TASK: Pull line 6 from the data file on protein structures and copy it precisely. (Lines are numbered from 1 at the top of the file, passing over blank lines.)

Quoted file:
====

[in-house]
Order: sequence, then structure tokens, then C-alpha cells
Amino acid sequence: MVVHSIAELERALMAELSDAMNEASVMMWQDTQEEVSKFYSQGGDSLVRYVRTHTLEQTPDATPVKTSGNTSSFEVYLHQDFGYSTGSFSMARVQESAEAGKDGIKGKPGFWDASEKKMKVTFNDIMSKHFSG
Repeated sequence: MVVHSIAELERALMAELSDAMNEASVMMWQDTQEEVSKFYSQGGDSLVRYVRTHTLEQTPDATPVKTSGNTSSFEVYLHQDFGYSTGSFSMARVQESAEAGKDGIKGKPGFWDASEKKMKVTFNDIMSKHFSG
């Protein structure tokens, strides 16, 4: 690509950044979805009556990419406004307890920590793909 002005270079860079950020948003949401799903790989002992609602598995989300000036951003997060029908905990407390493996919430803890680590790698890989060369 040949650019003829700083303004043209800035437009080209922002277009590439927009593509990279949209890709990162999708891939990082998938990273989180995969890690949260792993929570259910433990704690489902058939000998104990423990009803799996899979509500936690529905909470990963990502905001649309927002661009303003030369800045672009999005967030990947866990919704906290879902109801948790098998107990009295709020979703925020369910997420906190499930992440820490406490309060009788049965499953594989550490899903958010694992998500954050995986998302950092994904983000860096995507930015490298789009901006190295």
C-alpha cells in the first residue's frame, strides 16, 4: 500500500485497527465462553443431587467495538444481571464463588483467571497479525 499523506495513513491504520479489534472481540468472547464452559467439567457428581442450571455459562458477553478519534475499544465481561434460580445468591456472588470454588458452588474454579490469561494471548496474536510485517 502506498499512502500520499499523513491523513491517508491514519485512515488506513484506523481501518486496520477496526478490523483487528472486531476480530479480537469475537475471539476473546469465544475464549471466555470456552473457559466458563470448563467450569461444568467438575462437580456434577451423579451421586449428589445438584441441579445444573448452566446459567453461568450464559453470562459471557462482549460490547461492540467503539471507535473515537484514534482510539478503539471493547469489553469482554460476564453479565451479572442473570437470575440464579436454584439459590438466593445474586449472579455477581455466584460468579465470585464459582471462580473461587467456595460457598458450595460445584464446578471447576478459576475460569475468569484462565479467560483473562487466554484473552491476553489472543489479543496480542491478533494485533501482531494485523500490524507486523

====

C-alpha cells in the first residue's frame, strides 16, 4: 500500500485497527465462553443431587467495538444481571464463588483467571497479525 499523506495513513491504520479489534472481540468472547464452559467439567457428581442450571455459562458477553478519534475499544465481561434460580445468591456472588470454588458452588474454579490469561494471548496474536510485517 502506498499512502500520499499523513491523513491517508491514519485512515488506513484506523481501518486496520477496526478490523483487528472486531476480530479480537469475537475471539476473546469465544475464549471466555470456552473457559466458563470448563467450569461444568467438575462437580456434577451423579451421586449428589445438584441441579445444573448452566446459567453461568450464559453470562459471557462482549460490547461492540467503539471507535473515537484514534482510539478503539471493547469489553469482554460476564453479565451479572442473570437470575440464579436454584439459590438466593445474586449472579455477581455466584460468579465470585464459582471462580473461587467456595460457598458450595460445584464446578471447576478459576475460569475468569484462565479467560483473562487466554484473552491476553489472543489479543496480542491478533494485533501482531494485523500490524507486523